January 14, 2020

Surprisingly, that is Waldos leash, not a pee trail.

The secret of health for both mind and body is not to mourn for the past, not to worry about the future, or not to anticipate troubles, but to live the present moment wisely and earnestly.



Waldo lets me know when he has to go outside. Sometimes I think this necessity is born of boredom and he just wants to go out and run around. We do live on the third floor and the only way he can relieve himself is for me to take him down the stairs and out the door, so I don’t often test this. Rarely, when he drinks a lot of water on an empty stomach, he does have accidents in the apartment before we get outside. A couple of days ago, he peed twice in the few minutes it took me to get dressed in my cold weather attire. Then, shortly after we got outside, he peed for a good twenty seconds. This got my attention.

I remember him seeming to need to relieve himself more frequently and in larger volume over the few days before that happened. The change happened slowly, so it didn’t grab me. I thought back and remembered that he wasn’t drinking more water from his bowl than normal, but that doesn’t mean much when there’s snow on the ground because he eats so much of it. It was the sheer volume he excreted that got to me – it was quite remarkable. My immediate reaction was, oh my God, he has diabetes.

In the past, I had a dog with diabetes. Until we got his blood sugar under control, he would pee buckets. Even after we started the medication for him, the disease was a real problem to control. There are no oral hypoglycemics for dogs like what can be used for some people. All there is insulin that must be injected at least once a day. That’s not the problem. The problem is that you have to monitor the blood sugar level and its not easy to get blood from a dog for testing it. In people, you can prick a finger to get a blood sample. Dogs have thick cornified pads on their feet that are not so amenable to giving blood. There is a marginal vein going around the edge of the ear that is supposed to be usable, but I could never get blood from one. Dogs have large veins and you could do a venipuncture for blood, but you wouldn’t want to poke a hole in a vein once or more times a day. Think of the tracks that IV drug abusers leave in their skin from doing just that. I had a hell of a time controlling the dog’s diabetes. I really didn’t want to put myself, or Waldo, through that.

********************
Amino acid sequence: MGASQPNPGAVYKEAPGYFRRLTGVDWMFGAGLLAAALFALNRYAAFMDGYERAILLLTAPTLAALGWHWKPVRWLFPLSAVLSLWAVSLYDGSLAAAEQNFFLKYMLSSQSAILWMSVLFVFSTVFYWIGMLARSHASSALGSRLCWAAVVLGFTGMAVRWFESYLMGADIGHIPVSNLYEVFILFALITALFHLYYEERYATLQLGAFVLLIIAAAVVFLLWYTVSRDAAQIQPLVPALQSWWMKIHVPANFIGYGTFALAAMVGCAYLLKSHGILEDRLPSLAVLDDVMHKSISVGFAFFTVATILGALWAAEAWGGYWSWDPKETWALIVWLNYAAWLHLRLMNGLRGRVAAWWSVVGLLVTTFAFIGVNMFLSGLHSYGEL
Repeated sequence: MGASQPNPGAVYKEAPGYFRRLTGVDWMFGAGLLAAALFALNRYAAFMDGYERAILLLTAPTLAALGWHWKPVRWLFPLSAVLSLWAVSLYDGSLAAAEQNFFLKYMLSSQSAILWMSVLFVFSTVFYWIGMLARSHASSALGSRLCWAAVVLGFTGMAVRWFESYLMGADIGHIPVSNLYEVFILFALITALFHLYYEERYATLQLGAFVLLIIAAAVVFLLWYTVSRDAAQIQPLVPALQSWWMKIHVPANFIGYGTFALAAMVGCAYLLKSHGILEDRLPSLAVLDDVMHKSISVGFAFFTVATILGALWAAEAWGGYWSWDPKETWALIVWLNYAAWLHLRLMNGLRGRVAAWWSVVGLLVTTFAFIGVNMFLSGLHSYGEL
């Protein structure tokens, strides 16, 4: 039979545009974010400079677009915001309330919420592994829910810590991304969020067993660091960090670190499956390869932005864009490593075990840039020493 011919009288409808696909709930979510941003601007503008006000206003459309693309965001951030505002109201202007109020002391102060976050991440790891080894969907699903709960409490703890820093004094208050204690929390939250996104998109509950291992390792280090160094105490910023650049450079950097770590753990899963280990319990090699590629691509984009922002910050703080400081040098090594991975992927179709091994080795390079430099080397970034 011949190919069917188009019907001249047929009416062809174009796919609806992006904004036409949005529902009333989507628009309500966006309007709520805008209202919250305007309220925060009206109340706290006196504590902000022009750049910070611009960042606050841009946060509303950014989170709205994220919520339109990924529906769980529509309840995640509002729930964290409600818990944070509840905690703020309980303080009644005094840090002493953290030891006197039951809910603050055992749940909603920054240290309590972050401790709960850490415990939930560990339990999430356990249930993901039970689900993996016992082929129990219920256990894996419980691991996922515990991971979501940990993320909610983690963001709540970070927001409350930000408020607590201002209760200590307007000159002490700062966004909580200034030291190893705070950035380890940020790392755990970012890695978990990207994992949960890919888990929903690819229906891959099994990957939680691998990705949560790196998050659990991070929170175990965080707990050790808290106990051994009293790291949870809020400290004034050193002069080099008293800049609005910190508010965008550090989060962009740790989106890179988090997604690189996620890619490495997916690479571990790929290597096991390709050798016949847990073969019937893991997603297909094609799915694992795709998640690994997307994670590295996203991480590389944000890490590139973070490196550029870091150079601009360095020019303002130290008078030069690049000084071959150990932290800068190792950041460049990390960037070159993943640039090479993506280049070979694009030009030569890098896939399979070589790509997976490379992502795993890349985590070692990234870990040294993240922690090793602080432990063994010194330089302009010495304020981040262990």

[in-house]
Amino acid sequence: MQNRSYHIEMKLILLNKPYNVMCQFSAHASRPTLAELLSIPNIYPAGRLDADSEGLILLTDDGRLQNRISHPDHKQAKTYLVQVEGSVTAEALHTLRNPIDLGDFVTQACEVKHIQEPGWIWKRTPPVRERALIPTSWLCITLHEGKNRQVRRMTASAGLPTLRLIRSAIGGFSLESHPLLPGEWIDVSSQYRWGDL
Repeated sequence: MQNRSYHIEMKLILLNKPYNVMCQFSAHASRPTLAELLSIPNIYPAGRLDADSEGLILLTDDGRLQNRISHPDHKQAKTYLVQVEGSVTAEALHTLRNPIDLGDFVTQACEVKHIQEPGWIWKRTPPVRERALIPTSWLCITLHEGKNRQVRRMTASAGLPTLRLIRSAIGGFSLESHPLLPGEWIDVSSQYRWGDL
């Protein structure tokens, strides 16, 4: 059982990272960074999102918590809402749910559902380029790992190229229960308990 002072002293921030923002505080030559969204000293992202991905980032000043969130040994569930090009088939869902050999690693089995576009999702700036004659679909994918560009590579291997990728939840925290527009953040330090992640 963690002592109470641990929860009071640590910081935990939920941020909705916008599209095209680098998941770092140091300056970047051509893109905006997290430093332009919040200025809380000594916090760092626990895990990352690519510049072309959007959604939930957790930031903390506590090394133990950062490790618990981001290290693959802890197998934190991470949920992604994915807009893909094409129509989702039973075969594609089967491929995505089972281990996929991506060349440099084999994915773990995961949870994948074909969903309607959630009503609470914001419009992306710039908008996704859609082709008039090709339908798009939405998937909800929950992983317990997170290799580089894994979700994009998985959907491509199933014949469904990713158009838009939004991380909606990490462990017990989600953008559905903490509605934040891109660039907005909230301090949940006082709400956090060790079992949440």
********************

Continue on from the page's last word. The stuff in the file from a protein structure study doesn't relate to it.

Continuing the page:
But, “Man proposes, God disposes (Thomas a Kempis),” so there was nothing for it but to go to the vet and get Waldo tested. I was convinced he had diabetes and I was just going to have to deal with it. Waldo is my companion, my friend, my charge, my responsibility. He depends on me for everything and I certainly was not going to part with him just because he was sick. So, I called the vet and made an appointment.

They asked that I bring them a urine sample, so I took a small container I had and collected some just before we got there. This was not a problem, he was still peeing up a storm. I handed it to the staff and they went into the back and tested it. Soon after, they came back and told me that he had no urinary tract infection and, more importantly, his urine dipped negative for glucose. That meant that he did not have diabetes and it was not the cause of all his peeing. I was so relieved, I wanted to dance, and I never dance. We discussed the other causes of so-called polyuria and decided that the thing to do was just to wait and watch. I had them give him a yearly checkup exam as he would be due in a month any way. This included blood tests for lyme disease, heartworm and anaplasma (like lyme, a tick born disease – I do give Waldo flea and tick medication, but these don’t prevent ticks from biting — they just kill the ticks once they do) among other things. I left the vet, walking on air.

Later that day, they called me and told me that he tested negative for everything except anaplasma. The symptoms of the infection are fever, joint pain, vomiting, diarrhea, and rarely, seizures. Waldo had none of these (especially not the lethargy!). I looked it up online (anaplasma can infect humans, but I’ve never seen it and know of no one who has tested a human for it, although I’m sure that Infectious Disease specialists do on occasion) and it rarely can cause polyuria in dogs. Since then, Waldo’s urination has returned to normal and he has no long-term consequences of having the disease. The infection is self-limited and doesn’t need treatment if he has no symptoms. Another crisis dodged. Damn ticks, I wish there was some way to avoid them altogether.

I would do almost anything for Waldo, but there is a whole lot that I am really grateful I don’t have to do.

And that is a stick, not some other kind of trail. Such hubris!

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